A pair of bodies lay sprawled across the floor behind the cockpit of an old airplane Friday at the Museum of Mountain Flying. They were fastening brackets for 19 paratrooper seats.
Two men climbed ladders while another reached from the floor up to the left engine of the 75-year-old Dakota DC-3, all doing wonderful and mysterious things to its innards with a sparkplug wrench.
Jeff Whitesell, a Delta Airlines pilot who is weeks away from retirement after a 40-year career, sorted through the parts table under the same wing and scowled through his handlebar mustache when his search came up empty.
There was likely no other scene like this in any hangar in the world, a dozen or more determined volunteers spending their Friday afternoons on what has been a mission of passion to get the airplane known as “Miss Montana,” one that represents so much of Montana firefighting and aviation history, to France this June for the 75th anniversary of D-Day.
“On Saturdays we have twice this many sometimes,” said Eric Komberec, chairman of the Miss Montana to Normandy project and the new president of the Museum of Mountain Flying.
If all goes as planned, the Missoula airplane will join among roughly 20 C-47s (as the military versions of the DC-3 are called) joining the United States’ D-Day Squadron in Connecticut in mid-May. Then it’s on to France by way of Newfoundland, Greenland, Iceland, Scotland and England to join the international Daks (for Dakotas) Over Normandy effort.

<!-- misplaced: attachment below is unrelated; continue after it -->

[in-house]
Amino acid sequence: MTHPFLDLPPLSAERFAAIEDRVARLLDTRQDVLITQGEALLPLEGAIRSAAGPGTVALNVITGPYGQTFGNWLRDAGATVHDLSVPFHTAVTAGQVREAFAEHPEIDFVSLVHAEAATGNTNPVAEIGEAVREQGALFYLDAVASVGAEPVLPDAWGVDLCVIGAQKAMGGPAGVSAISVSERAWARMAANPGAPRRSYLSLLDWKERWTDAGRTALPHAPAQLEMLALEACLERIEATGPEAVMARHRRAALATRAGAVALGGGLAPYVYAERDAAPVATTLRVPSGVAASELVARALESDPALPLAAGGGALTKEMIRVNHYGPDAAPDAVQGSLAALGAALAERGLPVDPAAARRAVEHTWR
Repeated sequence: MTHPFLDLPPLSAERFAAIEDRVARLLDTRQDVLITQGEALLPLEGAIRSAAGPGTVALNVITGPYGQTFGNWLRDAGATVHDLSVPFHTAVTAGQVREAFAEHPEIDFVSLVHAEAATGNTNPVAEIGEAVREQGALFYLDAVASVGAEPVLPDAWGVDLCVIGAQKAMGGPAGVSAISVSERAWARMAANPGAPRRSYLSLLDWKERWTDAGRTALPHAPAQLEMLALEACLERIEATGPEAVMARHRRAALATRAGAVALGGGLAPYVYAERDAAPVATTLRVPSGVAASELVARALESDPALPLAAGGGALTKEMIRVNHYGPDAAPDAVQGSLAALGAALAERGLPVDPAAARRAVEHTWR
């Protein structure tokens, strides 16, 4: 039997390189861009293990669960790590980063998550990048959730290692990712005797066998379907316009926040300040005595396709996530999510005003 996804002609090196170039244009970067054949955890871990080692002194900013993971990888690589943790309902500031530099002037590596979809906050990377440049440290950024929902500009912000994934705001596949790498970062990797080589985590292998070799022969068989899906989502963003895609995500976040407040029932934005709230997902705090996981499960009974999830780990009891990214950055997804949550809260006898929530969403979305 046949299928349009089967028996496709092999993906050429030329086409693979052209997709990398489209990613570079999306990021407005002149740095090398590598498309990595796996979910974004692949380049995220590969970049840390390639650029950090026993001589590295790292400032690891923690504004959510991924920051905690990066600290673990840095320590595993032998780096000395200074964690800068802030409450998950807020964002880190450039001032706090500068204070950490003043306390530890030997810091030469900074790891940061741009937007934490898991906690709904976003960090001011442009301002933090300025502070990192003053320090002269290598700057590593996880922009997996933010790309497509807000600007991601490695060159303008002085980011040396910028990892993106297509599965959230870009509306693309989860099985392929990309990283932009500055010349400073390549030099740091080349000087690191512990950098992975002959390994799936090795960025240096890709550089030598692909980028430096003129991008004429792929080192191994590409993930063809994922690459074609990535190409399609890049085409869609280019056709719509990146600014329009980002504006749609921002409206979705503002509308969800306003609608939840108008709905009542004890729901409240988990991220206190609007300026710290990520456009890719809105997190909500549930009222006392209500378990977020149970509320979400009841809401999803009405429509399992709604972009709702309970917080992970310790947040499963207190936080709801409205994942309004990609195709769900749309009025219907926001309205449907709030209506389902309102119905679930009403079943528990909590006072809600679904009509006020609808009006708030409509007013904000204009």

Come June 6, they’ll be dropping paratroopers, including a planeload of Montana jumpers, in a re-enactment of the fateful assault in 1944 that turned the tide against Hitler’s army in World War II.
Komberec and Bryan Douglass are leading the Miss Montana-to-Normandy effort that has had its share of doubters.
It has been just 10 months since they launched the project to get the centerpiece of the museum, one that hasn’t flown since it arrived in 2001, off the ground and across the North Atlantic.
“We’ve been operating seven days a week for over a month now with countless volunteers working from 10 a.m. to sometimes 10 p.m.,” said Komberec, who’s at the hangar every day and often doesn’t leave until midnight. He just finished two weeks of pilot training at Neptune Aviation across the way, and continues to work on Miss Montana details every night, often until midnight.
“I’ve run out of superlatives to describe the enthusiasm and commitment of the volunteers and our own team,” said Douglass, who has missed just one day since Feb. 7.
“I’m still in suspense as to whether we’ll be able to pull it off,” Douglass allowed. “We have our A team working every day now and are hoping to hang props and start engines by next week, but it seems that every day we run into something new that delays us.”
Miss Montana has been outfitted with some of the most modern GPS and “Glass Cockpit” avionics technology on the market, Komberec said. It has two like-new engines, hydraulics and fuel system, and by next week will have new propellers.
"Multiple backup systems, satellite communication, and modern ELT tracking devices, new intercoms, interior and a complete set of paratrooper interior seats have all been added," Komberec said. "There isn’t anything that was spared or corners cut on this first-class restoration which is sure to be one of the nicest of the fleet and certainly the only one fully funded by volunteers labor and local donations."